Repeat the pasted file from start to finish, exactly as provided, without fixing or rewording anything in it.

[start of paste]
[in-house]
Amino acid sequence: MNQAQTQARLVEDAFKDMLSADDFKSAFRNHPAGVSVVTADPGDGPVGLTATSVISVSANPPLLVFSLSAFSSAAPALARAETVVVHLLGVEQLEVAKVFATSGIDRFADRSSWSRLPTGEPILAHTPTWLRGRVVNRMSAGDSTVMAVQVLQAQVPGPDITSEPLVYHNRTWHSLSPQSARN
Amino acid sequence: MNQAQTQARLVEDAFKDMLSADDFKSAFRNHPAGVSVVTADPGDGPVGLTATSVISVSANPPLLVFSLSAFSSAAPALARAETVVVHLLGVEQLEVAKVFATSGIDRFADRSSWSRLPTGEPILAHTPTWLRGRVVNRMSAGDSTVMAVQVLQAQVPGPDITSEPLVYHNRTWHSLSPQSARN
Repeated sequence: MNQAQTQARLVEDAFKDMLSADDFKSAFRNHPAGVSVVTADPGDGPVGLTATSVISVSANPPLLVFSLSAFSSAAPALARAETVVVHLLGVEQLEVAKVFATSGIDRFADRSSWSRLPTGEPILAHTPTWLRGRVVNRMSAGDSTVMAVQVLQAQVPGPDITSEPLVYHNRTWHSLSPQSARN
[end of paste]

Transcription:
[in-house]
Amino acid sequence: MNQAQTQARLVEDAFKDMLSADDFKSAFRNHPAGVSVVTADPGDGPVGLTATSVISVSANPPLLVFSLSAFSSAAPALARAETVVVHLLGVEQLEVAKVFATSGIDRFADRSSWSRLPTGEPILAHTPTWLRGRVVNRMSAGDSTVMAVQVLQAQVPGPDITSEPLVYHNRTWHSLSPQSARN
Amino acid sequence: MNQAQTQARLVEDAFKDMLSADDFKSAFRNHPAGVSVVTADPGDGPVGLTATSVISVSANPPLLVFSLSAFSSAAPALARAETVVVHLLGVEQLEVAKVFATSGIDRFADRSSWSRLPTGEPILAHTPTWLRGRVVNRMSAGDSTVMAVQVLQAQVPGPDITSEPLVYHNRTWHSLSPQSARN
Repeated sequence: MNQAQTQARLVEDAFKDMLSADDFKSAFRNHPAGVSVVTADPGDGPVGLTATSVISVSANPPLLVFSLSAFSSAAPALARAETVVVHLLGVEQLEVAKVFATSGIDRFADRSSWSRLPTGEPILAHTPTWLRGRVVNRMSAGDSTVMAVQVLQAQVPGPDITSEPLVYHNRTWHSLSPQSARN